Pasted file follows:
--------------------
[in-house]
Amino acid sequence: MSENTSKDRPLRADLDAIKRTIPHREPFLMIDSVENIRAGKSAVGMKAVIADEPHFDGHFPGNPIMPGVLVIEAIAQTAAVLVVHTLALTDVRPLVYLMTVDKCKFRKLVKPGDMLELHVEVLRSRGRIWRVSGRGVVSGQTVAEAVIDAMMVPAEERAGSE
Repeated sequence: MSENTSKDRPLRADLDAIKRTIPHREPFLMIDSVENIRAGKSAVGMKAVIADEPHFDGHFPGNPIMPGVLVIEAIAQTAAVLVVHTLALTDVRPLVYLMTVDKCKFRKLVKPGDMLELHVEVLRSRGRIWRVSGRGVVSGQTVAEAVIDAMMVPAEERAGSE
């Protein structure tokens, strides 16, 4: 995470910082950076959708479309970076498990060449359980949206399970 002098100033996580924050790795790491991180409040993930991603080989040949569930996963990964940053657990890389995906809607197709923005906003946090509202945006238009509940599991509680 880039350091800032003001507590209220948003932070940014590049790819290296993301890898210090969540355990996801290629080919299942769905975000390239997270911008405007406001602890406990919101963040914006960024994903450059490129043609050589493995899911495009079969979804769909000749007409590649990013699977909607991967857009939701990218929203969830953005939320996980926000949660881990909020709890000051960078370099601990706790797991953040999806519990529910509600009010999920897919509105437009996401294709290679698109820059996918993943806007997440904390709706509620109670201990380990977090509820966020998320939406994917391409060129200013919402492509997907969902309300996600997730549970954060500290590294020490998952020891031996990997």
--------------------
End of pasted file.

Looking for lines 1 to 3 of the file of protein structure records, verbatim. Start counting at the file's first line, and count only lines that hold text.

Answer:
[in-house]
Amino acid sequence: MSENTSKDRPLRADLDAIKRTIPHREPFLMIDSVENIRAGKSAVGMKAVIADEPHFDGHFPGNPIMPGVLVIEAIAQTAAVLVVHTLALTDVRPLVYLMTVDKCKFRKLVKPGDMLELHVEVLRSRGRIWRVSGRGVVSGQTVAEAVIDAMMVPAEERAGSE
Repeated sequence: MSENTSKDRPLRADLDAIKRTIPHREPFLMIDSVENIRAGKSAVGMKAVIADEPHFDGHFPGNPIMPGVLVIEAIAQTAAVLVVHTLALTDVRPLVYLMTVDKCKFRKLVKPGDMLELHVEVLRSRGRIWRVSGRGVVSGQTVAEAVIDAMMVPAEERAGSE